Summary:  A quiet transformation has been brewing in medicine, as large-scale DNA results become increasingly available to patients and healthcare providers. Amid a cascade of data, physicians, counselors and families are sorting out how to better understand and use this information in making health care decisions.

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National experts who have gathered in Clinical Genetics Think Tank meetings at two large pediatric hospitals recently issued their first recommendations for integrating genomics into clinical practice.

The recommendations appeared online May 12, 2016 in Genetics in Medicine, co-led by Ian D. Krantz, M.D., director of the Individualized Medical Genetics Center at The Children’s Hospital of Philadelphia (CHOP), and Ronald D. Cohn, M.D., co-director of the Centre for Genetic Medicine at the Hospital for Sick Kids in Toronto.

“As genetic testing has become more complex, it’s being applied across many more medical specialties and into primary care,” said Krantz, a clinical geneticist. “These tests will move toward broad use in screening healthy populations, and our recommendations aim to help people better integrate testing results into clinical practice.”

Krantz and co-author Sarah Bowdin, M.D., of the Centre for Genetic Medicine at the Hospital for Sick Kids in Toronto, spearheaded the two Clinical Genetics Think Tanks, hosted at their respective hospitals in 2014 and 2015.

Co-authors of the recommendations are other Think Tank participants: clinical geneticists, genetic counselors, and laboratory professionals and bioinformatics experts. “Our co-authors represent the main stakeholders in this field,” said Krantz. “We also included patients and parents in the Think Tanks, to incorporate their experiences in dealing with these concerns on an everyday basis.”

Krantz added that he and Bowdin launched the Think Tanks after hearing from colleagues struggling with many similar issues as other institutions established clinical genomic and exome sequencing programs. Among those challenges were how to best interpret DNA findings, how to report to patients and clinicians about gene variants of uncertain significance, how to report secondary findings unrelated to the primary reason for the testing, and how to share findings with other centers. “As each institution independently developed its own procedures, we thought that exchanging experiences across our field could improve overall practice.”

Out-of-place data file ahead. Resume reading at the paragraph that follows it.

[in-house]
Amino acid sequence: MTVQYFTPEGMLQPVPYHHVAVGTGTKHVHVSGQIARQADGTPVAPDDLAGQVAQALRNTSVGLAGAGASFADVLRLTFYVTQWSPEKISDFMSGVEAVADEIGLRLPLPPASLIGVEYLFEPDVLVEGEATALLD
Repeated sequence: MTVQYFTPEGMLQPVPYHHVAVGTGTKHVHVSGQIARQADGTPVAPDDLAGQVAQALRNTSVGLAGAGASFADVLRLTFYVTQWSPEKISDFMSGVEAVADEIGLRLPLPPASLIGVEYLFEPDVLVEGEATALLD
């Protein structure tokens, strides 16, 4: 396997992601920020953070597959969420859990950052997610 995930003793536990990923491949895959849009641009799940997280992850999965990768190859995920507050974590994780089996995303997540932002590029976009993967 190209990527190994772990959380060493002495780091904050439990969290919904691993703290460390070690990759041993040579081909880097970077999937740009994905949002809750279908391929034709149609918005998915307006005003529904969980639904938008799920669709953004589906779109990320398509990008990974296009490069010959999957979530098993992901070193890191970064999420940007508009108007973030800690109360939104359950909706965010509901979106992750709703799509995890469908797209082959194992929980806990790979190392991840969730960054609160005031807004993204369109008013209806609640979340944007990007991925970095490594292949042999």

The recommendations address the pretesting process (including selecting patients and obtaining insurance coverage), patient and clinician education, interpreting sequence data, and posttest patient care (including how to return test findings and offer reevaluation of data). Another broad area, added Krantz, is phenotyping–establishing consistent terminology for patients’ clinical characteristics, so that clinicians can better interpret the significance of DNA results, share data across centers, and ultimately standardize care for patients.

Krantz compared these new challenges to a more straightforward clinical situation–obtaining a targeted genetic test for fragile X syndrome–in which a test reveals whether a patient has a specific DNA change that causes fragile X symptoms. In contrast, current clinical genome and exome sequencing produces many unknowns: for each individual, test results yield many variants of uncertain significance, as well as secondary findings, which are genetic variants unrelated to the primary condition for which a patient is tested.